On top of the reality of not being able to conceive on your own, you are told by other church members, maybe even family members, that perhaps this is a sign from God that you are not meant to be a mother or father. Even worse, someone who barely knows you remarks that there is probably some sin or misdeed in your life that caused God to punish you with infertility. Someone else tells you that if only you and your spouse had more faith, you would have children. Some people actually imply that you are not qualified to be in your position within the church because you have been married for years and do not have any children.

You tell the bishop about your struggles with infertility, and he says, "If you are not a mom in this life, then you will be in the next life." He tries to bandage your wounds, but really he does not understand the added pain this statement causes you.

A single woman you barely know remarks, "At least you are married and have the priesthood in your home", even though being married does not heal you or your spouse's broken hearts from infertility. In fact, your marriage might even be on the line with all of the trauma you are both experiencing from infertility.

An acquaintance with four kids jokes to you, "It must be nice being able to have sex without worrying about birth control!" Another mother says, "Be grateful that you can actually focus during the sacrament." At work, a man who just found out you do not have children tells you, "You can have one of my kids, they drive me crazy!"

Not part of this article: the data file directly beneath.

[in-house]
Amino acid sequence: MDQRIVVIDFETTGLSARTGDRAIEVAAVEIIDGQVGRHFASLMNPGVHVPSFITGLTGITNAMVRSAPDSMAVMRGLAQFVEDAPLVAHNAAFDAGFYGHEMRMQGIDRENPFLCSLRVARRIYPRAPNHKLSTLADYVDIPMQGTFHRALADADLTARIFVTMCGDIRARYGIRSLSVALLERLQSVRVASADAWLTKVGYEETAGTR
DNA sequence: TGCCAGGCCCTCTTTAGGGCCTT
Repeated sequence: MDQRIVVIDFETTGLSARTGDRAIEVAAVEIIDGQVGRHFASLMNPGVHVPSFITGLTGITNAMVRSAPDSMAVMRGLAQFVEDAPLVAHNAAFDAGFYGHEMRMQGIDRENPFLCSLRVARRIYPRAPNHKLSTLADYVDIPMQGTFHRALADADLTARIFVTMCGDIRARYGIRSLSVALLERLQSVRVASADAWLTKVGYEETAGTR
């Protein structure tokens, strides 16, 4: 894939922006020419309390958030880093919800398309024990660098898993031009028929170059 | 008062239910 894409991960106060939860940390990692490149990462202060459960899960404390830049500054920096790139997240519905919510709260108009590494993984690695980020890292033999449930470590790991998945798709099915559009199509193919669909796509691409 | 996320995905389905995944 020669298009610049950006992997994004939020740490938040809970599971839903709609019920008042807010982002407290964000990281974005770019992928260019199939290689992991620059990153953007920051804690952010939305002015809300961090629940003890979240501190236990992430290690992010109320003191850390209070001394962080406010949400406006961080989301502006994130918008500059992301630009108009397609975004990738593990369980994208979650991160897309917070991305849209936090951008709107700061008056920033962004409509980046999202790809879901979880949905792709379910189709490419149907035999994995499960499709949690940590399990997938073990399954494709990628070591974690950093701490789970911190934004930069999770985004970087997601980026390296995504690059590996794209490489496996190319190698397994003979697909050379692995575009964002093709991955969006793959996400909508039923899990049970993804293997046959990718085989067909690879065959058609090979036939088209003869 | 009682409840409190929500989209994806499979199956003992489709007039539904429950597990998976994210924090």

Perhaps you struggle with secondary infertility—you had your first without much trouble, but you have been trying to have a second child now for years, and are not sure why it is not happening for you. Your friend with five children says, "At least you have a child, some have none." Yet, your heart feels incomplete, and your greatest desire is to have another baby.

After a devastating miscarriage, others tell you, "Maybe it just wasn't meant to be", "At least you got pregnant", or "At least you lost the baby now instead of later in the pregnancy." All you want is comfort and support, but instead it feels like people are just looking for every opportunity to minimize your pain and tell you to get over it.